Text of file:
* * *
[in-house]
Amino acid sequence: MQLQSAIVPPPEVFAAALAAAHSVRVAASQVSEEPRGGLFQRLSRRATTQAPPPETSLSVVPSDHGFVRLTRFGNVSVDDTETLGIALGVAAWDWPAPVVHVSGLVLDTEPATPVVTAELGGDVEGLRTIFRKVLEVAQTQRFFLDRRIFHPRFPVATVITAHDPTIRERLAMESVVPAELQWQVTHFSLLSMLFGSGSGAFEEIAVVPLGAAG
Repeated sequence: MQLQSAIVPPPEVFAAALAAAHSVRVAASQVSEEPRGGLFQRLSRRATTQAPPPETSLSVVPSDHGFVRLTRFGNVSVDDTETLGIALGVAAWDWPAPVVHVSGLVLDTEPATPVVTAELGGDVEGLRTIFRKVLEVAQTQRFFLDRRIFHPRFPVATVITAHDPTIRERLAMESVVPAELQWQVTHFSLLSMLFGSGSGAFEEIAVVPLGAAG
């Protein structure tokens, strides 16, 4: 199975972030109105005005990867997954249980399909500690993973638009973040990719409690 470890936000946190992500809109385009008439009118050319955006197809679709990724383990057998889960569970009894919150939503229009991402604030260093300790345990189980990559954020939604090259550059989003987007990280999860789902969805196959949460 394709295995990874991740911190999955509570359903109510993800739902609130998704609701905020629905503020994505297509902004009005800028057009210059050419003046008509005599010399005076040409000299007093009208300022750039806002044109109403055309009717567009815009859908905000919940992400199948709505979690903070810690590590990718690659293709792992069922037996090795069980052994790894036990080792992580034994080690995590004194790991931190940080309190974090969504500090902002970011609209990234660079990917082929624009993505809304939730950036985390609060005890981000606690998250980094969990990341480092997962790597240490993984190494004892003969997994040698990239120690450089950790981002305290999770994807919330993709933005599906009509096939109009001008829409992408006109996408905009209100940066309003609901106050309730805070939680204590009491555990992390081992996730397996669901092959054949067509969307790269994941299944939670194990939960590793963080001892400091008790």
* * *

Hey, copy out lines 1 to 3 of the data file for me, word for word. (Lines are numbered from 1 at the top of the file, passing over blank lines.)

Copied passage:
[in-house]
Amino acid sequence: MQLQSAIVPPPEVFAAALAAAHSVRVAASQVSEEPRGGLFQRLSRRATTQAPPPETSLSVVPSDHGFVRLTRFGNVSVDDTETLGIALGVAAWDWPAPVVHVSGLVLDTEPATPVVTAELGGDVEGLRTIFRKVLEVAQTQRFFLDRRIFHPRFPVATVITAHDPTIRERLAMESVVPAELQWQVTHFSLLSMLFGSGSGAFEEIAVVPLGAAG
Repeated sequence: MQLQSAIVPPPEVFAAALAAAHSVRVAASQVSEEPRGGLFQRLSRRATTQAPPPETSLSVVPSDHGFVRLTRFGNVSVDDTETLGIALGVAAWDWPAPVVHVSGLVLDTEPATPVVTAELGGDVEGLRTIFRKVLEVAQTQRFFLDRRIFHPRFPVATVITAHDPTIRERLAMESVVPAELQWQVTHFSLLSMLFGSGSGAFEEIAVVPLGAAG